14. When fermentation is complete, carefully pour the mead out of the jug and into a clean and resealable storage container. (Another water jug works great for this.) Be careful to not shake the jug or move it around much while pouring, while at the same time separating solids from the liquid. If the mead does get mixed up and becomes really cloudy, allow it to sit for 15-20 minutes to settle back to the bottom. Strain more than once if desired.
  15. Refrigerate to chill, then enjoy responsibly.

Note: The fruit and remaining liquid in the container can be added to your compost pile for recycling.

Alcoholic beverage Disclaimer

The Temple of the Holy Beard does not encourage or condone the consumption of alcohol by anyone not legally allowed, those with health issues preventing it, pregnant or nursing, or personal beliefs against it. So before consuming any alcoholic beverages be sure that you are of legal age on your area.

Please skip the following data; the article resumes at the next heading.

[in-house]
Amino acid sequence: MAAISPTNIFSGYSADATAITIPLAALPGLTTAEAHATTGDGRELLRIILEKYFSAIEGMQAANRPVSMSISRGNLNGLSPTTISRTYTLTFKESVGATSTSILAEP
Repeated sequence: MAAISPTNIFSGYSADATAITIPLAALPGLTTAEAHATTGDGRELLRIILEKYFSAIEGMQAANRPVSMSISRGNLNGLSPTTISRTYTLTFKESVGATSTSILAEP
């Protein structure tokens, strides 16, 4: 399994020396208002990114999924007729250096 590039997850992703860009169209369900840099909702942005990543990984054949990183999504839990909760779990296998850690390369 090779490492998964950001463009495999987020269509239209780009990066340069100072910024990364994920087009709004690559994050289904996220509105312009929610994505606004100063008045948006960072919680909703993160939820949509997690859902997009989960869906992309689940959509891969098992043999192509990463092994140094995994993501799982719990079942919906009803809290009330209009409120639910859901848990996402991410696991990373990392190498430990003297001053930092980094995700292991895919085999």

However, if you are of legal age and without health issues, not pregnant or nursing, and have no personal beliefs against it, then consuming alcoholic beverages can be a good way to help you to relax, release a little stress, and even let go of some of your inhibitions for a little while. Have fun with it, drink responsibly, and never, ever drink and drive.

Recipe Origins Notice

Pastor Dave creates many of his recipes from scratch simply using food combinations that he thinks will taste good together. Then he uses a lot of trial and error and experimenting to come up with the recipe that he chooses to share.

However, some of these recipes began from an ‘idea recipe’ which was found from another source, we then modified that recipe with our own preferences. That combined with the fact that it is possible for more than one person to have the same idea; and the fact that at this point in human history at lot of things have been written down means that you may encounter a similar recipe somewhere else. So don’t jump to conclusions that anyone is copying anyone else… Sometimes things just end up similar.

References:

Don’t take my word for it. Check out these great sites for more information.